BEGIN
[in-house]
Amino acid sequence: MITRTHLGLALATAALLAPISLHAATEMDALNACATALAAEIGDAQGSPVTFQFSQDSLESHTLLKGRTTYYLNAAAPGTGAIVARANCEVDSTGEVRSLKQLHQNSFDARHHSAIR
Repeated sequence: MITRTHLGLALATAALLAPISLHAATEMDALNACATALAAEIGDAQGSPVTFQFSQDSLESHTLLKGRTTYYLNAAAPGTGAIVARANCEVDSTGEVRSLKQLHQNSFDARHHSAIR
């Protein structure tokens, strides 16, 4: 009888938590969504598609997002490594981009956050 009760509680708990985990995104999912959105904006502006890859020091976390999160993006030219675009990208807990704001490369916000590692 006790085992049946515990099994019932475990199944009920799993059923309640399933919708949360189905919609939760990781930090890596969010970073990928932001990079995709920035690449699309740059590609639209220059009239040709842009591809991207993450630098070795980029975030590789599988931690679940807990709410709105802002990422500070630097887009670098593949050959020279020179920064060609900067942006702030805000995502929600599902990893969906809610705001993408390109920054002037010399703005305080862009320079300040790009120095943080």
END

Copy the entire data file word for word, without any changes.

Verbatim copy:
[in-house]
Amino acid sequence: MITRTHLGLALATAALLAPISLHAATEMDALNACATALAAEIGDAQGSPVTFQFSQDSLESHTLLKGRTTYYLNAAAPGTGAIVARANCEVDSTGEVRSLKQLHQNSFDARHHSAIR
Repeated sequence: MITRTHLGLALATAALLAPISLHAATEMDALNACATALAAEIGDAQGSPVTFQFSQDSLESHTLLKGRTTYYLNAAAPGTGAIVARANCEVDSTGEVRSLKQLHQNSFDARHHSAIR
């Protein structure tokens, strides 16, 4: 009888938590969504598609997002490594981009956050 009760509680708990985990995104999912959105904006502006890859020091976390999160993006030219675009990208807990704001490369916000590692 006790085992049946515990099994019932475990199944009920799993059923309640399933919708949360189905919609939760990781930090890596969010970073990928932001990079995709920035690449699309740059590609639209220059009239040709842009591809991207993450630098070795980029975030590789599988931690679940807990709410709105802002990422500070630097887009670098593949050959020279020179920064060609900067942006702030805000995502929600599902990893969906809610705001993408390109920054002037010399703005305080862009320079300040790009120095943080």